In both the normal and tumour cells, a 70kDa CD55 product was observed, however in the tumour cells, a smaller CD55 protein was observed (between 54-56kDa). This lower mass CD55 molecule could be described as being from CD55+ tumour cells, or from CD55+ cells on the outside of the tumour. This would indicate that malignant cells have higher concentrations of these membrane bound complement regulatory proteins (mCRPs). This study concluded that malignant tumours arising from epithelial cells in the cervix always displayed heavy coverage of CD46 on the cell membranes.
It had been noted in past studies that this was also the case for carcinomas of the ovaries, colon and mammary glands (Simpson et al, 1997). It was reported in another study that higher concentrations of CD46 was found on leukemic white blood cells than on normal white blood cells. It suggested that CD46 may be important in the survival of malignant tumours (Seya et al, 1990). Although Simpson et al. reported higher levels of CD46 in tumour cells, CD55 coverage showed variability in the cervical cancer tissue. The actual tumour cells appeared to have no CD55 coverage apart from a few defined areas on the tissue.
This was also reported by Bjorge et al. (1997). Variation in the coverage of CD55 has also been described in skin carcinomas (Sayama et al. 1992). In contrast to this, a study by Cheung et al. (1988) observed that CD55 on carcinoma cells had an importance in the resistance to complement; however, Bjorge et al. found that the opposite was true for cervical carcinoma. In another study, CD55 and CD97 (a receptor of CD55) expression was increased in prostate cancer tissue compared to normal prostate tissue. It did not, however, record a significant difference in expression of CD46 and CD59 (Loberg et al. 005).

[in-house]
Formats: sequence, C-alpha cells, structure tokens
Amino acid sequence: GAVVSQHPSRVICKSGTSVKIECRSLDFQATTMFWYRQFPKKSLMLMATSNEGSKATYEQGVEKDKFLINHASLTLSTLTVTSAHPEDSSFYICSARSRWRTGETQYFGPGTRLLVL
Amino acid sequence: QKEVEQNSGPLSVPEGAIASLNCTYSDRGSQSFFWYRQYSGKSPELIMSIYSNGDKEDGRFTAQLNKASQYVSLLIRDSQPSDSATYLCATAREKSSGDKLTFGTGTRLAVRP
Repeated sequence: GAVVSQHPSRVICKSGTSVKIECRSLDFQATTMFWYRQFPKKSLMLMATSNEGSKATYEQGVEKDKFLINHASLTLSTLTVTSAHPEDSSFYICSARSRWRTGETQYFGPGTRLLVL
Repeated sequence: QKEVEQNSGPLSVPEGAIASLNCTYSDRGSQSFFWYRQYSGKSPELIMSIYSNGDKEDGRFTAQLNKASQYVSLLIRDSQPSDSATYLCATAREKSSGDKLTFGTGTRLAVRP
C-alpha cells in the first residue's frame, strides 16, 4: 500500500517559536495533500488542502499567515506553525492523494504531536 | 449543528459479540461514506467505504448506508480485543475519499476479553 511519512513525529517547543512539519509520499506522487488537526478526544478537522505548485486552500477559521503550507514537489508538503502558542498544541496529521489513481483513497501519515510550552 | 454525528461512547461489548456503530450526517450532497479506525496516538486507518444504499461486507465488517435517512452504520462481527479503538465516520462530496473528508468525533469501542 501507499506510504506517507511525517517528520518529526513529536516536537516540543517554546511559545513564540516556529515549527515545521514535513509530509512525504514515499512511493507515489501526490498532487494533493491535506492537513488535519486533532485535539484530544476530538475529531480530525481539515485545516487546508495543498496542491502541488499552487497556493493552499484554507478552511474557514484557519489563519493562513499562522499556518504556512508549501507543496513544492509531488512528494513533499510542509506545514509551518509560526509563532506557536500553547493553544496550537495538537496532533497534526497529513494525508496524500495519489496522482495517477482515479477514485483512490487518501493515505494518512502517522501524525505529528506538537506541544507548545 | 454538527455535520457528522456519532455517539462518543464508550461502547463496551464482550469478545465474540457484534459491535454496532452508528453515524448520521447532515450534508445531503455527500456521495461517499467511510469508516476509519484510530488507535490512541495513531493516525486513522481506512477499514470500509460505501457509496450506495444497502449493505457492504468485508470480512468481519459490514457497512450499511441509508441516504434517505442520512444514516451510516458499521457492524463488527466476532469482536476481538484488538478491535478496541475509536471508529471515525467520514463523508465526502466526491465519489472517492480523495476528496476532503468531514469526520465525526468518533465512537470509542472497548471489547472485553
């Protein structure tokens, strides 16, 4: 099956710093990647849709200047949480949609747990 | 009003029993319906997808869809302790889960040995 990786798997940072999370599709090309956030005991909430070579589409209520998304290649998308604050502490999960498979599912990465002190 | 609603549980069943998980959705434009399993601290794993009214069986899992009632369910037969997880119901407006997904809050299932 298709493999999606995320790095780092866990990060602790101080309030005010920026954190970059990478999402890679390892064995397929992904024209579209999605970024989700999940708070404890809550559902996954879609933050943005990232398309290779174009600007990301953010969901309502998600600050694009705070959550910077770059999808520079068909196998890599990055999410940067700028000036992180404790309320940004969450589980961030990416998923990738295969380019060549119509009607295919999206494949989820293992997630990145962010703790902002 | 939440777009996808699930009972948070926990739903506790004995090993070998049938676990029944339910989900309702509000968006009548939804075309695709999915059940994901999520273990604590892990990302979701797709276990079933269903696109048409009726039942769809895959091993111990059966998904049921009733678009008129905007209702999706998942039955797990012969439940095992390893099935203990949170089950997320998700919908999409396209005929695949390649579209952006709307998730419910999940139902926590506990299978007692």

An investigation by Ravindranath and Shuler (Feb 2007) compared the coverage of the mCRPs on oral squamous cell carcinoma (OSCC) to breast carcinoma, pancreas carcinoma, colon carcinoma and melanoma. It found that OSCC and carcinomas of the breast and pancreas had the highest density of CD59, then CD55, then CD46. Melanoma showed a higher density of CD59, then CD46, then CD55, and carcinoma of the colon showed the CD46, then CD55, then CD59 (Ravindranath and Shuler, 2007). Taking into consideration all of the studies, there can be no firm conclusion drawn to the question posed by this essay.
It appears that all of the investigations looked at, concerning different types of cancers arrived at slightly different conclusions. Different types of cancers employ slightly different mechanisms in their protection against the complement system by expressing the membrane bound complement regulatory proteins in differing concentrations. What is without doubt, however, is that mCPRs do play a role in tumour cell survival, and that these may be a good target in the treatment of malignant disease, provided the treatment is differentiated according to the type of cancer that is being treated.